SoundTracking, a mobile app for iOS and Android devices designed to be “the soundtrack to your life”, is releasing a new update today that now supports Instagram photos. Users can now share photos that they’ve taken in Instagram right into their SoundTracking timeline to complement the music they’re listening to.
The addition of this new service comes as SoundTracking announced some new user statistics. The company says it has 2 million monthly mobile users who are helping to create more than 1.75 million daily social actions within the app.
The rise to two million is largely attributed to SoundTracking’s redesign at the beginning of this year and the addition of its Smart Play feature, which brings in content from YouTube, Spotify, and Rdio. The social actions shared include the number of views, plays, likes, loves, comments, shares, follows, and more.
Perhaps not surprising, but SoundTracking says that a lot of its growth is coming from the teenage demographic and is quite popular in Latin American countries. The majority of its userbase is in the US, although the fact that 40 percent is international highlights that this might soon change. Besides the US, Brazil and the UK are reportedly the app’s largest countries in terms of usage.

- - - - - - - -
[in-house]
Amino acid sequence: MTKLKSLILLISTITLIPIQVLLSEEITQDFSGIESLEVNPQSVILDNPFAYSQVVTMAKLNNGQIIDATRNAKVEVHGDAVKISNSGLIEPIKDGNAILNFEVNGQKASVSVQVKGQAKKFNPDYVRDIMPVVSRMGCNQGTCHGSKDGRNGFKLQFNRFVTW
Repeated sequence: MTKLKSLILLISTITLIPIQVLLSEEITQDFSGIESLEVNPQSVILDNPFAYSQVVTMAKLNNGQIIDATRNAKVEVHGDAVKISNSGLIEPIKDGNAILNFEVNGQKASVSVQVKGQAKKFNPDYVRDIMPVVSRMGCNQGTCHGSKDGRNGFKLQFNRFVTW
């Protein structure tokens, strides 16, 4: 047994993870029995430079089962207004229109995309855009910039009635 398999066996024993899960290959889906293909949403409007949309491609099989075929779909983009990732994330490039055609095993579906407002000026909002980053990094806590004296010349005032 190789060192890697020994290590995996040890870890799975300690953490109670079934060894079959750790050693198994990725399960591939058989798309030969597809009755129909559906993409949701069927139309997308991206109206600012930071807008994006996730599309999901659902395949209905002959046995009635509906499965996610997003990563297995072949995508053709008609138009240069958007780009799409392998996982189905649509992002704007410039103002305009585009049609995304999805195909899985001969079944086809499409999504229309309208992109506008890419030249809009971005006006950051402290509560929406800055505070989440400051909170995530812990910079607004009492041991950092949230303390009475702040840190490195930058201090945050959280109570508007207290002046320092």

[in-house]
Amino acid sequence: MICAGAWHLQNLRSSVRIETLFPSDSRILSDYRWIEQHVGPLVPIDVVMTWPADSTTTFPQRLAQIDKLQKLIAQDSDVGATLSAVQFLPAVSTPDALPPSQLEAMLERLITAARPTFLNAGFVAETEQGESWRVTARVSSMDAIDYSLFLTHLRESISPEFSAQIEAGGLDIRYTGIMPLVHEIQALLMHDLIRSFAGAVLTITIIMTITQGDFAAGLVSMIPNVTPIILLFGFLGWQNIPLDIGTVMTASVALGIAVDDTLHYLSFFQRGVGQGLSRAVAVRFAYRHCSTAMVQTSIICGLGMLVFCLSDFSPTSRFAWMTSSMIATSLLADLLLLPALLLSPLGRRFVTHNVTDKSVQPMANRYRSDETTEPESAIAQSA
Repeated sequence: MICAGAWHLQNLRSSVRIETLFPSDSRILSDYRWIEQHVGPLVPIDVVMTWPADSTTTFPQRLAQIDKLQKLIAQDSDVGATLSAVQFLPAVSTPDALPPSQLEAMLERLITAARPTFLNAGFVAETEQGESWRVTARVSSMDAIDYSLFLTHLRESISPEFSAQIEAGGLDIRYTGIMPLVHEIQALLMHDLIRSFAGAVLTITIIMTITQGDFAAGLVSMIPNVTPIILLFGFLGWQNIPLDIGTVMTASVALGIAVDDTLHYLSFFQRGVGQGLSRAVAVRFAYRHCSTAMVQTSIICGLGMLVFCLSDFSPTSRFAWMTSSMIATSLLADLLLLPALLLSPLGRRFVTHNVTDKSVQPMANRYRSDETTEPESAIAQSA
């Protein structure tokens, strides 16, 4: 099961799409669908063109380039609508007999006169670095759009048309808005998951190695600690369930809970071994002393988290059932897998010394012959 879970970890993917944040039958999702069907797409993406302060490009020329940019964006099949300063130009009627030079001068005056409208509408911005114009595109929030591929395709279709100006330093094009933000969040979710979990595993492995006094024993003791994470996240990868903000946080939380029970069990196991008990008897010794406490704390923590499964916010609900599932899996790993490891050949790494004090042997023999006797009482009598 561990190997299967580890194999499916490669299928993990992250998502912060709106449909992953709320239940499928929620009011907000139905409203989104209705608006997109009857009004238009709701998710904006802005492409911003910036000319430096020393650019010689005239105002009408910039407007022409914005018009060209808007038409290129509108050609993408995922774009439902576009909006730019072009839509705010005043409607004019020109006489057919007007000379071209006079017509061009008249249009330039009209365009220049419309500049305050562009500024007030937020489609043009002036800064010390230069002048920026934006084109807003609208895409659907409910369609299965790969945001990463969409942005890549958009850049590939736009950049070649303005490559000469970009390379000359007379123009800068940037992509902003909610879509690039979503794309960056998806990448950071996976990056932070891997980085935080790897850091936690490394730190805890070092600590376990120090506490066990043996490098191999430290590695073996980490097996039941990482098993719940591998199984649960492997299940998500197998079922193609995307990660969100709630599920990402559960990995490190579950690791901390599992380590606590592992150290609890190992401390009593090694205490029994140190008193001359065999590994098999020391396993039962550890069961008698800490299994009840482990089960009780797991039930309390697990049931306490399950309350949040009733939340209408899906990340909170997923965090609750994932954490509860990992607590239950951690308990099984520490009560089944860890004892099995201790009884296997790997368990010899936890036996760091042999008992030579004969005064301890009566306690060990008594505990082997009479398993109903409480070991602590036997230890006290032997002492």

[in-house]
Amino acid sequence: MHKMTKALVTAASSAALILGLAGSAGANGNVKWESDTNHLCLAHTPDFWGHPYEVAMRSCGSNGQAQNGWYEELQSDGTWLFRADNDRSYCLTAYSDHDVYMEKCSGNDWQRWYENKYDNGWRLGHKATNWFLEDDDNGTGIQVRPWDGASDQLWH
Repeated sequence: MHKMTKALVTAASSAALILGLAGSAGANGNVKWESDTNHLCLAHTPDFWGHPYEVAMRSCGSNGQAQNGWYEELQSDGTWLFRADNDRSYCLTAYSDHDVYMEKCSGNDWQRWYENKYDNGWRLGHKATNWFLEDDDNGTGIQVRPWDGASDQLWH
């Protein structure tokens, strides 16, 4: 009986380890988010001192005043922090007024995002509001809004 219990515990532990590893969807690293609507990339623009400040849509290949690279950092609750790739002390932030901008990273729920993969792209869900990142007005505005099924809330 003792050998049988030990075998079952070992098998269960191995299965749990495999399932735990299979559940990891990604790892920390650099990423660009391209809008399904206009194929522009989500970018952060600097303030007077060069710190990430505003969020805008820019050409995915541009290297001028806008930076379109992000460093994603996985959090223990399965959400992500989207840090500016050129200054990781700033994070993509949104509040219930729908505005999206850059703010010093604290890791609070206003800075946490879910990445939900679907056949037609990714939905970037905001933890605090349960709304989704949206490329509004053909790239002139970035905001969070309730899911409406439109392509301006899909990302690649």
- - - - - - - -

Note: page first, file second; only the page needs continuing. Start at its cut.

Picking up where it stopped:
With respect to Instagram, SoundTracking says that users can now combine Instagram photos with their favorite songs while also sharing their music moments to the photo-sharing service. Steve Jang, the company’s founder and CEO says that the reason for the integration was due to its fan community:
We saw our users screen-capturing their SoundTracking posts and manually sharing them into Instagram. Another key indicator we noticed was that many of our users would post their Instagram username in their SoundTracking bio and we received a ton of requests for an integration of our features.
This update is available for both iOS and Android devices.
SoundTracking was created by Schematic Labs and launched in 2011 at the South by Southwest Interactive Festival. It quickly built up quite a following as it was soon downloaded 100,000 times from Apple’s App store.
Photo credit: PHILIPPE LOPEZ/AFP/Getty Images
Disclosure: This article contains an affiliate link. While we only ever write about products we think deserve to be on the pages of our site, The Next Web may earn a small commission if you click through and buy the product in question. For more information, please see our Terms of Service.